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Frameworks for Estimating Large-Scale Autonomous Vehicle Deployments

August 10, 2019

Now that autonomous vehicle (AV) providers are deploying their vehicles on limited routes, the natural question for industry observers to ask is: when will I be able to call an AV to pick me up from wherever I am and drive me wherever I want to go? or when will I be able to purchase an AV for myself?

In other words, how long until there is a general purpose Level 4+ AV that can navigate long distances and unfamiliar routes?

One of the ways I’ve begun to think about a timeline for this kind of large scale deployment of Level 4+ AV’s is in terms of different macro-frameworks centered around big, unresolved questions. The reasons I think it’s useful to think about Level 4+ AV deployment timelines in this way is:

  1. It can help illustrate why, even if the technical challenges are solved, there are still several hurdles left before we transition into an “AVs-everywhere” state of the world.
  2. It can help those of us involved in the AV industry think about where to focus our efforts in order to expedite the deployment process.
  3. It implies there might be a particular sequence of events that must occur and that the arrival of ubiquitous Level 4+ AV’s will necessarily be much more incremental than some might think.


In my mind, the most relevant frameworks for estimating a timeline for the large-scale deployments of AVs are as follows:

  • The Engineering Framework (Technical). Does it work?
  • The Cost-Per-Mile Framework (Economic). How much does it cost to use at scale? Does Waymo have to charge me $2.50/mile for a ride that otherwise costs $0.50/mile if I drove myself?
  • The Replacement Cycle Framework (Behavioral). Do consumers care enough to abandon their existing vehicle before the end of its full “functional” life? Will people be willing to write off their largest non-home asset?
  • The Consumer Confidence Framework (Psychological). Are people actually comfortable riding in them?
  • The Protectionism Framework (Trade). What happens if Honda deploys a general use Level 4+AV before GM? Will countries allow access to the clear winners?
  • The Infrastructure Framework (Fiscal). What in the current transportation system needs to be repurposed? How much will it cost and how quickly can funds be approved?
  • The Detroit-Silicon Valley Framework (Industrial). Will the two epicenters of AV production work together or in opposition?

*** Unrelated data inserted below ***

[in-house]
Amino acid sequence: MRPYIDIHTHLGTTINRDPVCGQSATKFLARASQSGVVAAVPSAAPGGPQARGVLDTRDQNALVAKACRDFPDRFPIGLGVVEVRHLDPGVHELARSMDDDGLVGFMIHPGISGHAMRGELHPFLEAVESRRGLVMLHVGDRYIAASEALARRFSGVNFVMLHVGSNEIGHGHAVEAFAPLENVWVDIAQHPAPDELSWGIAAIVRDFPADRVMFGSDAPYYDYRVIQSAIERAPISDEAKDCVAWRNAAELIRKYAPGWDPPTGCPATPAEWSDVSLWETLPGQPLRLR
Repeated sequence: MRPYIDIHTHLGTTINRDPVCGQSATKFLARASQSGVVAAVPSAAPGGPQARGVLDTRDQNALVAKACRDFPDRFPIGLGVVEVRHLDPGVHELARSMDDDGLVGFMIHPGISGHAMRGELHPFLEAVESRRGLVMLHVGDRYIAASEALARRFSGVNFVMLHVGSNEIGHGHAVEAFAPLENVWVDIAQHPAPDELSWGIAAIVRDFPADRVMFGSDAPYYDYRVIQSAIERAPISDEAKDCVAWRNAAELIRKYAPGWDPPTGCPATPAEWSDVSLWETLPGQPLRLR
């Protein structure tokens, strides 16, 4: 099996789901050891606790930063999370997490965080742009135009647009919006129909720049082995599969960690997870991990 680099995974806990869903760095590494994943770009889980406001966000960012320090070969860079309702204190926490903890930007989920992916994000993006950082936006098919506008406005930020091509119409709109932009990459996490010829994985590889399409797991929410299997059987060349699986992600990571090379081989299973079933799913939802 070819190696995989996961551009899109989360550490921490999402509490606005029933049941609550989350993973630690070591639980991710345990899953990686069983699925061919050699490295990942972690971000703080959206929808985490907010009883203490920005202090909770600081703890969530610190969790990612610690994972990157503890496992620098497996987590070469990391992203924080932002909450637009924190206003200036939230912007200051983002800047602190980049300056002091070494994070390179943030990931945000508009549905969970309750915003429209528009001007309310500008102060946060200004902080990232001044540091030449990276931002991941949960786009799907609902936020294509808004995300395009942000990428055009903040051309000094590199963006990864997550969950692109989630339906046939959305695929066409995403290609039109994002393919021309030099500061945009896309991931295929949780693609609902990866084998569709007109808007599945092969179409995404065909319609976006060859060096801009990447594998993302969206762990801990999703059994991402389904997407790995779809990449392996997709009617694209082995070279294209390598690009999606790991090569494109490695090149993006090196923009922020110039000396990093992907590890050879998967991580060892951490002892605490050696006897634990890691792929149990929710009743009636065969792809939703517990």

• The Regulatory Framework (Governmental). What are the laws and who owns them? How long before the Federal Motor Vehicle Safety Standards (FMVSS) are updated to reflect Level 4+ autonomy?

Simultaneous vs. Sequential Development

One of the interesting things to think about is that while there is an assumption that the above frameworks and the answers to their associated questions are evolving simultaneously, some might more appropriately be viewed as sequential gating mechanisms that have to be addressed in a particular order.

For example: local governments won’t be able to fully repurpose infrastructure to service ubiquitous robotaxis until the technology and performance of the AVs is sufficiently developed. Likewise, OEM’s won’t want to engage in mass production until they’re confident that the regulatory approvals are in place.

In this sense, the above frameworks could be transformed into a series of gating questions, each of which depends on the resolution of the preceding question. Here’s what I think that sequence might look like:

Sequential vs. Simultaneous Development

Another way to look at it would be as follows:
Engineers are working on perfecting the technology. But regulators might not want to move until the engineers have reached a certain stage of development — and manufacturers don’t want to move until the regulators have written all the regulations.

For their part, consumers will have to wait for the manufacturers to start mass production before they make up their minds about how much they trust AVs and whether it makes economic sense to rely on them. And only after the first set of large scale deployments in one country will other countries decide whether they’ll allow AVs that compete with their own domestic auto industry.

As a result, if we assume that each stakeholder in this “AV deployment chain” relies on the preceding stakeholder, the answer to the question “how long until ubiquitous autonomy?” is not as straightforward as “maybe n years.”

Instead, the answer is closer to“however long A has to wait for B, who depends on C,” and so on down the line.

This exercise is in no way supposed to be a “bear” case for autonomy. I’ve spent the better part of the past two years working on AVs, and I continue to think they will be the most consequential unlocking of economic and social value we’ve seen in several decades.

Instead, this exercise is more meant to illustrate that while there is an assumption that the large, unresolved questions around AVs are being resolved in parallel by different stakeholders, there are reasons to think that a certain sequence will have to be followed.

This has the natural effect of potentially slowing down the deployment and commercialization process for the ubiquitous, robotaxi-like vehicles that we all like to imagine. Luckily, some of the smartest teams in the world are working to make this future a reality. And I for one can’t wait to see how it all plays out.